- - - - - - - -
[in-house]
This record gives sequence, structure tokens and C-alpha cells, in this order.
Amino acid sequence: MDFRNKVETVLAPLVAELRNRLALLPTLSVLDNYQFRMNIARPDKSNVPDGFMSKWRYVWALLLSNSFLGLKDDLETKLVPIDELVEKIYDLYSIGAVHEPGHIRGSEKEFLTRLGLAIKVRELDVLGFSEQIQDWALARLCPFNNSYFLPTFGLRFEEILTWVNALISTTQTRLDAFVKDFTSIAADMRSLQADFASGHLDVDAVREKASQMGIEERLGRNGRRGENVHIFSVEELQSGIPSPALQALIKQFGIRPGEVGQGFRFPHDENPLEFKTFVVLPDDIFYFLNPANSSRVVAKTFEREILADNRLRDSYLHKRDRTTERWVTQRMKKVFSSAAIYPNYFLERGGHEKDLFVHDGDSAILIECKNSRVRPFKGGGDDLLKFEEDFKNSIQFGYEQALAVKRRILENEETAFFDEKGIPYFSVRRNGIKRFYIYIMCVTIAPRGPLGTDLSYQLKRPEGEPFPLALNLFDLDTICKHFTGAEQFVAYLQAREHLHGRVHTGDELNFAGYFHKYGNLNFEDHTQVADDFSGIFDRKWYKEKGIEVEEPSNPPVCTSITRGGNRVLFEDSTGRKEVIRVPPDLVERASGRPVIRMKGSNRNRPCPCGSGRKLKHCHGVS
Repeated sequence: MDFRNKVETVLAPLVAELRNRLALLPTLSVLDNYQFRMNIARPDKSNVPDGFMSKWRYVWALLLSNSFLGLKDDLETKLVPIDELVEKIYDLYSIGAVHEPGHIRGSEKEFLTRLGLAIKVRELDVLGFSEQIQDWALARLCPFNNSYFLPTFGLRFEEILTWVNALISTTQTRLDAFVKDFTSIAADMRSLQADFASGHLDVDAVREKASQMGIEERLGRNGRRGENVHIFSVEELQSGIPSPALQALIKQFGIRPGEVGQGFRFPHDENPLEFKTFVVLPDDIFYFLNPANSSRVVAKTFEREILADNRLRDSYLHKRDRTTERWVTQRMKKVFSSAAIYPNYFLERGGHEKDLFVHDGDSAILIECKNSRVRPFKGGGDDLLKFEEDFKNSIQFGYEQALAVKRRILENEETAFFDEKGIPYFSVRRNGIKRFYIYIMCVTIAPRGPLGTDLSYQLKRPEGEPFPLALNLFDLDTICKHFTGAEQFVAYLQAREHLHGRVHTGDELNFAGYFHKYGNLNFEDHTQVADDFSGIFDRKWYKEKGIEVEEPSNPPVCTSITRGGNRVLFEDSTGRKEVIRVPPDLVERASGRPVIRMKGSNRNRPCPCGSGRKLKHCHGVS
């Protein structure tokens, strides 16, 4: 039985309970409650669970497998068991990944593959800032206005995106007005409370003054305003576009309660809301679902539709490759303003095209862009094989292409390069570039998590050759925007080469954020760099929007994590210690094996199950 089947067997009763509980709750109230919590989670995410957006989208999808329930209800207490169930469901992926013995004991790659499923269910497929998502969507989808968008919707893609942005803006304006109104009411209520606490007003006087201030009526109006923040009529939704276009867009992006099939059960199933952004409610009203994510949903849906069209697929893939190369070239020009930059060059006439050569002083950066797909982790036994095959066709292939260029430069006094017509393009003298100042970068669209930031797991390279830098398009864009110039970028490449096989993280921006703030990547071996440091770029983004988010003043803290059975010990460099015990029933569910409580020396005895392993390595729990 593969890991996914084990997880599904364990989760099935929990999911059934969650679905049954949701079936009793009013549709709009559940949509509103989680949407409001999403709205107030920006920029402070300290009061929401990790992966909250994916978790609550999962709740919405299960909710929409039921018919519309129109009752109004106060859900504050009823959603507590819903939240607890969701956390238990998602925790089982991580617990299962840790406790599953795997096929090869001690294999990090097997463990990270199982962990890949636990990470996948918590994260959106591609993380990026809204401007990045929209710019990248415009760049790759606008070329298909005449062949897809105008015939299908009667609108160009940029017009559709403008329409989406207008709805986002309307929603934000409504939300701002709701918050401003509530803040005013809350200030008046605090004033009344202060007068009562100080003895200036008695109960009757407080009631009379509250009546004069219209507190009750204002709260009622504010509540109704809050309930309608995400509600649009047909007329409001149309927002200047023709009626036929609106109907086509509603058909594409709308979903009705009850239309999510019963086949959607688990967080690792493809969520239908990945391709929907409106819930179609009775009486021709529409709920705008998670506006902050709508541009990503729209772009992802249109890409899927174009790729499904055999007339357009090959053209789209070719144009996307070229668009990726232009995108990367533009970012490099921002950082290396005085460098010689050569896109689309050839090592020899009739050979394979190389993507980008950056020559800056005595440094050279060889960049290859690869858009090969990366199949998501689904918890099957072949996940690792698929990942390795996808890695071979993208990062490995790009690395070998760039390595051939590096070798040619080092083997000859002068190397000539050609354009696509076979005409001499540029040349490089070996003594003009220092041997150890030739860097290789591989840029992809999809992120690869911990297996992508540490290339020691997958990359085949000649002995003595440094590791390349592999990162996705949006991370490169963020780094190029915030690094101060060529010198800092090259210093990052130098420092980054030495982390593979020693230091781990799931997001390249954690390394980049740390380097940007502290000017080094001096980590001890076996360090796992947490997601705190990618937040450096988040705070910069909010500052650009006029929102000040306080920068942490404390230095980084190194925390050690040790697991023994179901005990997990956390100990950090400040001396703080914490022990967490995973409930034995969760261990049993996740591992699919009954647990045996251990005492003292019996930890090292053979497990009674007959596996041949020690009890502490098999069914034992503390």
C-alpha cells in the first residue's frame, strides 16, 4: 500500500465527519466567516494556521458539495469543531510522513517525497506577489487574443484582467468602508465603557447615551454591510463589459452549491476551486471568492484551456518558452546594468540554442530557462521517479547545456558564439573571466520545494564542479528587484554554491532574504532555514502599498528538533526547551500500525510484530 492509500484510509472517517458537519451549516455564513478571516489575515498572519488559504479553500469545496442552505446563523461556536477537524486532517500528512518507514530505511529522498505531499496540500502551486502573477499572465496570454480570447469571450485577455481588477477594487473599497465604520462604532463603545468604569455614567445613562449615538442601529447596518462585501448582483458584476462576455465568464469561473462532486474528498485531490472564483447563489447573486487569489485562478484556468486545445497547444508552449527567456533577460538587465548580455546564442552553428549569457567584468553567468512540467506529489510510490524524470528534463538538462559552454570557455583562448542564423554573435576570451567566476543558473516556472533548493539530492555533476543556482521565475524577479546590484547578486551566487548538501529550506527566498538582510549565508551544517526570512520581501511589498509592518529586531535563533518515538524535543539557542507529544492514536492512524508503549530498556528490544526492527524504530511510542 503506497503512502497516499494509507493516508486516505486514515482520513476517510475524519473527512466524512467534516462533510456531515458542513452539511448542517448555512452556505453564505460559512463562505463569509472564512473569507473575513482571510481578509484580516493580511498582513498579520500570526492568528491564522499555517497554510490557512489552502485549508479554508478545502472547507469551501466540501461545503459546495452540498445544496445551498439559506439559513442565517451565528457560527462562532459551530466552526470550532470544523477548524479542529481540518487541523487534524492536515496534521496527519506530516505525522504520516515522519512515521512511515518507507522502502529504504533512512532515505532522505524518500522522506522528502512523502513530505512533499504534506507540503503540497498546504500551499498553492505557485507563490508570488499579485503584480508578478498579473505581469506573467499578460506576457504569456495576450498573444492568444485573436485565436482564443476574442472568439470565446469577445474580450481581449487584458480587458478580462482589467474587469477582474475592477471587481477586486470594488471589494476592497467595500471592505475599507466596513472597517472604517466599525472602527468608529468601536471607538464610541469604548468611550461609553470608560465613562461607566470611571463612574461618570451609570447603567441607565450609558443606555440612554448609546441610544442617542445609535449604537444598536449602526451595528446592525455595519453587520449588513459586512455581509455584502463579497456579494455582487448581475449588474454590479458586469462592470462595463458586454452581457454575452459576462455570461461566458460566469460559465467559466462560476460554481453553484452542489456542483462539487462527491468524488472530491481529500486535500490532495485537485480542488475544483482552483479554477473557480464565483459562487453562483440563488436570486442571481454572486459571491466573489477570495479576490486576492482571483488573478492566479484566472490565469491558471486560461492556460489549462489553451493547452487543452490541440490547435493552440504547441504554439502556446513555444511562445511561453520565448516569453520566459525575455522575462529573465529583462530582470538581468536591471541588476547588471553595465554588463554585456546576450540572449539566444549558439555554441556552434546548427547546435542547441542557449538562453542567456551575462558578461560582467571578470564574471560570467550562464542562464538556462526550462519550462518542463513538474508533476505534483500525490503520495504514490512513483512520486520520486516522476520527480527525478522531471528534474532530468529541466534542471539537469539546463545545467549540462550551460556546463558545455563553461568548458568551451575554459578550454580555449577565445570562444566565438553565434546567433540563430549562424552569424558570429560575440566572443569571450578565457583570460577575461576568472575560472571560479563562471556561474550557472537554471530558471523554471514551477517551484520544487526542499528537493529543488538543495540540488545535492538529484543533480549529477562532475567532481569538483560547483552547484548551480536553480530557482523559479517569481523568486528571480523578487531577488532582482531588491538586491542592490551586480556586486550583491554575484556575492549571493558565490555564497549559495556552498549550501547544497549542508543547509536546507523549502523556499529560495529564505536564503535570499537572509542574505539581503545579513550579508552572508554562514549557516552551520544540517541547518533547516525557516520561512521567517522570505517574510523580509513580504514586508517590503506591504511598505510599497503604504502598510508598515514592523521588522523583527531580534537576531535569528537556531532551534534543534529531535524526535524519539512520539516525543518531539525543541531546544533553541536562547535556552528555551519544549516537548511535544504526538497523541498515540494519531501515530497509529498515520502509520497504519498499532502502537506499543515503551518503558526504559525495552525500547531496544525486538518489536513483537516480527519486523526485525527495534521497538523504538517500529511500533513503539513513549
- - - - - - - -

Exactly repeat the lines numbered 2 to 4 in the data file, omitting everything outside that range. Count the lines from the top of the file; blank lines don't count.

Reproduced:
This record gives sequence, structure tokens and C-alpha cells, in this order.
Amino acid sequence: MDFRNKVETVLAPLVAELRNRLALLPTLSVLDNYQFRMNIARPDKSNVPDGFMSKWRYVWALLLSNSFLGLKDDLETKLVPIDELVEKIYDLYSIGAVHEPGHIRGSEKEFLTRLGLAIKVRELDVLGFSEQIQDWALARLCPFNNSYFLPTFGLRFEEILTWVNALISTTQTRLDAFVKDFTSIAADMRSLQADFASGHLDVDAVREKASQMGIEERLGRNGRRGENVHIFSVEELQSGIPSPALQALIKQFGIRPGEVGQGFRFPHDENPLEFKTFVVLPDDIFYFLNPANSSRVVAKTFEREILADNRLRDSYLHKRDRTTERWVTQRMKKVFSSAAIYPNYFLERGGHEKDLFVHDGDSAILIECKNSRVRPFKGGGDDLLKFEEDFKNSIQFGYEQALAVKRRILENEETAFFDEKGIPYFSVRRNGIKRFYIYIMCVTIAPRGPLGTDLSYQLKRPEGEPFPLALNLFDLDTICKHFTGAEQFVAYLQAREHLHGRVHTGDELNFAGYFHKYGNLNFEDHTQVADDFSGIFDRKWYKEKGIEVEEPSNPPVCTSITRGGNRVLFEDSTGRKEVIRVPPDLVERASGRPVIRMKGSNRNRPCPCGSGRKLKHCHGVS
Repeated sequence: MDFRNKVETVLAPLVAELRNRLALLPTLSVLDNYQFRMNIARPDKSNVPDGFMSKWRYVWALLLSNSFLGLKDDLETKLVPIDELVEKIYDLYSIGAVHEPGHIRGSEKEFLTRLGLAIKVRELDVLGFSEQIQDWALARLCPFNNSYFLPTFGLRFEEILTWVNALISTTQTRLDAFVKDFTSIAADMRSLQADFASGHLDVDAVREKASQMGIEERLGRNGRRGENVHIFSVEELQSGIPSPALQALIKQFGIRPGEVGQGFRFPHDENPLEFKTFVVLPDDIFYFLNPANSSRVVAKTFEREILADNRLRDSYLHKRDRTTERWVTQRMKKVFSSAAIYPNYFLERGGHEKDLFVHDGDSAILIECKNSRVRPFKGGGDDLLKFEEDFKNSIQFGYEQALAVKRRILENEETAFFDEKGIPYFSVRRNGIKRFYIYIMCVTIAPRGPLGTDLSYQLKRPEGEPFPLALNLFDLDTICKHFTGAEQFVAYLQAREHLHGRVHTGDELNFAGYFHKYGNLNFEDHTQVADDFSGIFDRKWYKEKGIEVEEPSNPPVCTSITRGGNRVLFEDSTGRKEVIRVPPDLVERASGRPVIRMKGSNRNRPCPCGSGRKLKHCHGVS